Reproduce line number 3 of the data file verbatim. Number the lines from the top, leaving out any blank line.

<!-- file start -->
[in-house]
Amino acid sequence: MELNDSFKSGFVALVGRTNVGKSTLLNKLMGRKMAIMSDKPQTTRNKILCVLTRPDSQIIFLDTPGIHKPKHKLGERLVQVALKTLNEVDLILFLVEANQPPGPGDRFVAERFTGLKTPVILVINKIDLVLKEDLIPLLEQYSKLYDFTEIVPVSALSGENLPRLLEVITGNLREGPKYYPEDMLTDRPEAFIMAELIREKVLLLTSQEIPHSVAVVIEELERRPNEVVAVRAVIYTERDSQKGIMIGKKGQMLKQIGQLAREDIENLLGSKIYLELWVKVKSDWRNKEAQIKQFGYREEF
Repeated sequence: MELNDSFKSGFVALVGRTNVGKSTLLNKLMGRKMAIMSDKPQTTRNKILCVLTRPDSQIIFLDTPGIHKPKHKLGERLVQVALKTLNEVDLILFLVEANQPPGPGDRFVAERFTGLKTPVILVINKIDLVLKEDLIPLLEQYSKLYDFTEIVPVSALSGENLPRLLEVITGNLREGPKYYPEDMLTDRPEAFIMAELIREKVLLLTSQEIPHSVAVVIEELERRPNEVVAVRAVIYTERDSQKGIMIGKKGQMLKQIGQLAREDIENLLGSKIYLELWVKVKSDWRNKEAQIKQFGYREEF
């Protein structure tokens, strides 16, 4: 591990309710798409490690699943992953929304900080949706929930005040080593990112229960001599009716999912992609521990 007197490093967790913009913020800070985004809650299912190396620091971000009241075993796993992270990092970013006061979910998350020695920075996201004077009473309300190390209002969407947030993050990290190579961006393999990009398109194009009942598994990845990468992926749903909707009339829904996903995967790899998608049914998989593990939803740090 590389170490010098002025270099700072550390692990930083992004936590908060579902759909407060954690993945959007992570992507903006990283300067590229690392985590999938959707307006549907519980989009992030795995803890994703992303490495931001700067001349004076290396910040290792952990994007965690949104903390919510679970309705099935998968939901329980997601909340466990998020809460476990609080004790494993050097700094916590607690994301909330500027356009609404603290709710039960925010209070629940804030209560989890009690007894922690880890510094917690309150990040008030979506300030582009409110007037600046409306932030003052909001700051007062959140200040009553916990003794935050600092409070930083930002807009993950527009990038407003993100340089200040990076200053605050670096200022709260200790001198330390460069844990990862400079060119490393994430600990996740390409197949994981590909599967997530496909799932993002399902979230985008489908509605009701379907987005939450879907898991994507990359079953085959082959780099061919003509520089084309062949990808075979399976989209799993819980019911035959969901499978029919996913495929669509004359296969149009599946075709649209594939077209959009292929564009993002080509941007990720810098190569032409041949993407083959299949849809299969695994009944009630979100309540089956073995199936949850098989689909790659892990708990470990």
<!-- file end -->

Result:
Repeated sequence: MELNDSFKSGFVALVGRTNVGKSTLLNKLMGRKMAIMSDKPQTTRNKILCVLTRPDSQIIFLDTPGIHKPKHKLGERLVQVALKTLNEVDLILFLVEANQPPGPGDRFVAERFTGLKTPVILVINKIDLVLKEDLIPLLEQYSKLYDFTEIVPVSALSGENLPRLLEVITGNLREGPKYYPEDMLTDRPEAFIMAELIREKVLLLTSQEIPHSVAVVIEELERRPNEVVAVRAVIYTERDSQKGIMIGKKGQMLKQIGQLAREDIENLLGSKIYLELWVKVKSDWRNKEAQIKQFGYREEF